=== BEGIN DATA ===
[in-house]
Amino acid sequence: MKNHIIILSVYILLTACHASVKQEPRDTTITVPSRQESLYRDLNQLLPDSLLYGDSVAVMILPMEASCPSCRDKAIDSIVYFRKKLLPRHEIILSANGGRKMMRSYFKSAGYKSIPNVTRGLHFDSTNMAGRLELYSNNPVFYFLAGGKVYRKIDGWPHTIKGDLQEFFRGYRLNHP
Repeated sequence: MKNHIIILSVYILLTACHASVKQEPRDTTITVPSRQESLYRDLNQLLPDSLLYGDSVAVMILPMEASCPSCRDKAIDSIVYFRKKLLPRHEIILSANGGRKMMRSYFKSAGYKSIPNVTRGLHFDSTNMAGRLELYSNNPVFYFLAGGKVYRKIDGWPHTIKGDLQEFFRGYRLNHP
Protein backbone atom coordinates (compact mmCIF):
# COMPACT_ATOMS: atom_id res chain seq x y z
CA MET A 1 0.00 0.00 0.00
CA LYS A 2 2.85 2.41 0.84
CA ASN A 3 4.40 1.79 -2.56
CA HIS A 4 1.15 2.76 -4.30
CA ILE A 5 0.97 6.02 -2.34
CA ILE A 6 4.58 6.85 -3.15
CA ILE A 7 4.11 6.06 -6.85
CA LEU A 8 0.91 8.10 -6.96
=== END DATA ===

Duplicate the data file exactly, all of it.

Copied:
[in-house]
Amino acid sequence: MKNHIIILSVYILLTACHASVKQEPRDTTITVPSRQESLYRDLNQLLPDSLLYGDSVAVMILPMEASCPSCRDKAIDSIVYFRKKLLPRHEIILSANGGRKMMRSYFKSAGYKSIPNVTRGLHFDSTNMAGRLELYSNNPVFYFLAGGKVYRKIDGWPHTIKGDLQEFFRGYRLNHP
Repeated sequence: MKNHIIILSVYILLTACHASVKQEPRDTTITVPSRQESLYRDLNQLLPDSLLYGDSVAVMILPMEASCPSCRDKAIDSIVYFRKKLLPRHEIILSANGGRKMMRSYFKSAGYKSIPNVTRGLHFDSTNMAGRLELYSNNPVFYFLAGGKVYRKIDGWPHTIKGDLQEFFRGYRLNHP
Protein backbone atom coordinates (compact mmCIF):
# COMPACT_ATOMS: atom_id res chain seq x y z
CA MET A 1 0.00 0.00 0.00
CA LYS A 2 2.85 2.41 0.84
CA ASN A 3 4.40 1.79 -2.56
CA HIS A 4 1.15 2.76 -4.30
CA ILE A 5 0.97 6.02 -2.34
CA ILE A 6 4.58 6.85 -3.15
CA ILE A 7 4.11 6.06 -6.85
CA LEU A 8 0.91 8.10 -6.96